MENLO PARK, Calif., April 16, 2014 /PRNewswire/ -- SRI International has announced the availability of its PDCellX™ xenograft tumor model services for testing the activity of potential cancer therapeutics. PDCellX models provide clinically relevant information that allows researchers to evaluate the efficacy of cancer drug candidates in new models that go beyond traditional tumor xenograft endpoints.
"For researchers who need to evaluate cancer drug efficacy, PDCellX models offer the closest available alternative to clinical testing," said Lucia Beviglia, Ph.D., director of pharmacology research in SRI Biosciences' Center for Cancer and Metabolism. "We offer researchers models that are highly representative of human cancer. PDCellX allows researchers to understand the mechanisms of drug action and resistance at the cellular level, which is critical before taking a candidate drug to clinical trials."
For years, researchers have used cancer cell lines to model human disease. Even though cell lines are useful, they often have limited predictive value for certain cancers. Recently, cancer researchers have turned to fragments of excised surgical biopsies to generate models that more accurately test experimental cancer therapies. These patient-derived xenograft (PDX) models have limitations, because the fragments are from different parts of a tumor and each fragment may not contain the entire diversity of tumor cell types. SRI Biosciences researchers have advanced PDX technology to create models that are more representative of human tumors. SRI's PDCellX technology uses dissociated tumor cells from biopsies that can be reconstructed to better reflect the heterogeneity and complexity of tumors and their cell subpopulations.
PDCellX models retain primary tumor properties and metastasis behavior. By implanting dissociated cells, the tumor heterogeneity is equally distributed; moreover, the engraftment and tumor growth are better compared to tumor fragments. In addition, using PDCellX models, researchers can study the molecular characteristics at a cellular level and analyze the biological functions of the primary tumor cells, including migration, pro-angiogenic activity, drug resistance, metastatic properties, and the likelihood that drug-treated cells will still reinitiate tumors.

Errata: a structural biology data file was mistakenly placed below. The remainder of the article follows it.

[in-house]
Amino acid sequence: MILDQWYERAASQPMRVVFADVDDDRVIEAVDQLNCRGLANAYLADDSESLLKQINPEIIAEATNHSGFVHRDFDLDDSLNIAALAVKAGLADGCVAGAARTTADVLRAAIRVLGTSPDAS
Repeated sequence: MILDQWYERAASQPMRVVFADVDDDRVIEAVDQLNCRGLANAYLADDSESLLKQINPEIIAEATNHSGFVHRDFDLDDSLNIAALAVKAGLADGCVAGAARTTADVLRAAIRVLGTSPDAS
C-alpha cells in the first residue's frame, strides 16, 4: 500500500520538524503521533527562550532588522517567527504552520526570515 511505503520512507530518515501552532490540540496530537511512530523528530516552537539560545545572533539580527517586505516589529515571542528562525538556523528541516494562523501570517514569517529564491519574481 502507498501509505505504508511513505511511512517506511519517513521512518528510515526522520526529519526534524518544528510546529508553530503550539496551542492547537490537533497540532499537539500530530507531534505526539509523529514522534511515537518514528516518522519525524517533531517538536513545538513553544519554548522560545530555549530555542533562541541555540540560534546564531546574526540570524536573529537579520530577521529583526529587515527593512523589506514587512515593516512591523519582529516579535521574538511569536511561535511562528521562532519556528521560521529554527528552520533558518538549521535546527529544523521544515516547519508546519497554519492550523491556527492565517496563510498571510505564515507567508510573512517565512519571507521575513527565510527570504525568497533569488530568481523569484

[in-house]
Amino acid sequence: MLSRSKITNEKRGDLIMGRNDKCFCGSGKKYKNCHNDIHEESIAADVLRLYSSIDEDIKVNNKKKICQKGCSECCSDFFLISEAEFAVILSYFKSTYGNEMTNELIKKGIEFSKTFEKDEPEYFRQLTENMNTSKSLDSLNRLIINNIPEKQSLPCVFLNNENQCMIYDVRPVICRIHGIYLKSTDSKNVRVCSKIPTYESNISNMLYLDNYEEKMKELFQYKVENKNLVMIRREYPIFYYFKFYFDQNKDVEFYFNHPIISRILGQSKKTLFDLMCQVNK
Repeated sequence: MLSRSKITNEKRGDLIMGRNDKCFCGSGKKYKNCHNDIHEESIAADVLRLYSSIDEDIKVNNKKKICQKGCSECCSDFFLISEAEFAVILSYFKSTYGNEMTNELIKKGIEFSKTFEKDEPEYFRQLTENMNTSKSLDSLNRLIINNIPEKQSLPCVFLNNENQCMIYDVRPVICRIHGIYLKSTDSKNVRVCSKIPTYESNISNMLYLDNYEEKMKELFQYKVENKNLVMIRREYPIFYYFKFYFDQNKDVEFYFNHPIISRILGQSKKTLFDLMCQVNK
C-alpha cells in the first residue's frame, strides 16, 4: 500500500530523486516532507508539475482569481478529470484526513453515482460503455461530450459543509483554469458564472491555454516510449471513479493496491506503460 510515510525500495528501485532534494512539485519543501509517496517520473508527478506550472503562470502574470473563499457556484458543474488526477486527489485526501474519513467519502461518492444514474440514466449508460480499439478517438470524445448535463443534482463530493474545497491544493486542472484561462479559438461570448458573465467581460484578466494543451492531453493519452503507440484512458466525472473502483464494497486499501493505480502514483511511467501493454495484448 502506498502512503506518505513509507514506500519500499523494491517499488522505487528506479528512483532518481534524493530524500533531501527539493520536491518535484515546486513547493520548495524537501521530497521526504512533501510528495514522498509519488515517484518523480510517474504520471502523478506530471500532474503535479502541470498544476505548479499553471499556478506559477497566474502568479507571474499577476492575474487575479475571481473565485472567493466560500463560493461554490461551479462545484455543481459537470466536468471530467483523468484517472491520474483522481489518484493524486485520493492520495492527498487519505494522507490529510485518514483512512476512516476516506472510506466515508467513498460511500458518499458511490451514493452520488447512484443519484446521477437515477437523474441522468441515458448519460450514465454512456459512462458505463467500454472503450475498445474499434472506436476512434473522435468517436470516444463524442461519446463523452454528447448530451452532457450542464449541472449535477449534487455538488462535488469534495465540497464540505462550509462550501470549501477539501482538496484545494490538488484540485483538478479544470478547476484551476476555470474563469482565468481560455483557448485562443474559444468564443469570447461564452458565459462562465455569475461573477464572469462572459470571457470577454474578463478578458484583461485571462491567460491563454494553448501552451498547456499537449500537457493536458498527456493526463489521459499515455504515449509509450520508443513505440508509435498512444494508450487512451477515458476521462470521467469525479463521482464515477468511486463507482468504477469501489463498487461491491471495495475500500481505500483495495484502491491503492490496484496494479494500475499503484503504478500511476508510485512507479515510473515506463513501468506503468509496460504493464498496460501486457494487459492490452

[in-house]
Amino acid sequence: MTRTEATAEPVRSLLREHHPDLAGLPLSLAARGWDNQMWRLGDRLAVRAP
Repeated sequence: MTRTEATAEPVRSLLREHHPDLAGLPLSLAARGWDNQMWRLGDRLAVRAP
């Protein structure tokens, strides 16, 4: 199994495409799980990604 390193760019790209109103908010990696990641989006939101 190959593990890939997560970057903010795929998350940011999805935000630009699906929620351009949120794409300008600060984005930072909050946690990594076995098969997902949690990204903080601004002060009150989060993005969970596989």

The new PDCellX models join SRI Biosciences' existing cultured cell line-derived xenograft models to give clients and partners a variety of testing options for potential cancer therapies. SRI routinely studies more than 80 different cancer cell lines from 18 different human tumor tissue types, including breast, colon, lung, prostate, and ovarian cell lines, for subcutaneous xenograft studies. SRI also offers prostate, breast, pancreatic, brain, and leukemia/lymphoma orthotopic models for evaluating efficacy of cancer therapies on primary tumor growth and metastatic dissemination, as well as several tumor lines for syngeneic studies.
About SRI Biosciences
SRI Biosciences carries out basic research, drug discovery, and drug development. SRI has all of the resources necessary to take R&D from initial discoveries to clinical trials. SRI's product pipeline has yielded marketed drugs, therapeutics currently in human testing, and additional programs at earlier stages. SRI Biosciences offers a wide range of contract research organization (CRO) services, helping government and industry clients and partners advance drugs and other biomedical products toward commercialization. SRI is also working to create the next generation of technologies in areas such as diagnostics, drug delivery, medical devices, and systems biology.
About SRI International
Innovations from SRI International have created new industries, billions of dollars of marketplace value, and lasting benefits to society—touching our lives every day. SRI, a nonprofit research and development institute based in Silicon Valley, brings its innovations to the marketplace through technology licensing, new products, and spin-off ventures. Government and business clients come to SRI for pioneering R&D and solutions in computing and communications, chemistry and materials, education, energy, health and pharmaceuticals, national defense, robotics, sensing, and more.
SOURCE SRI International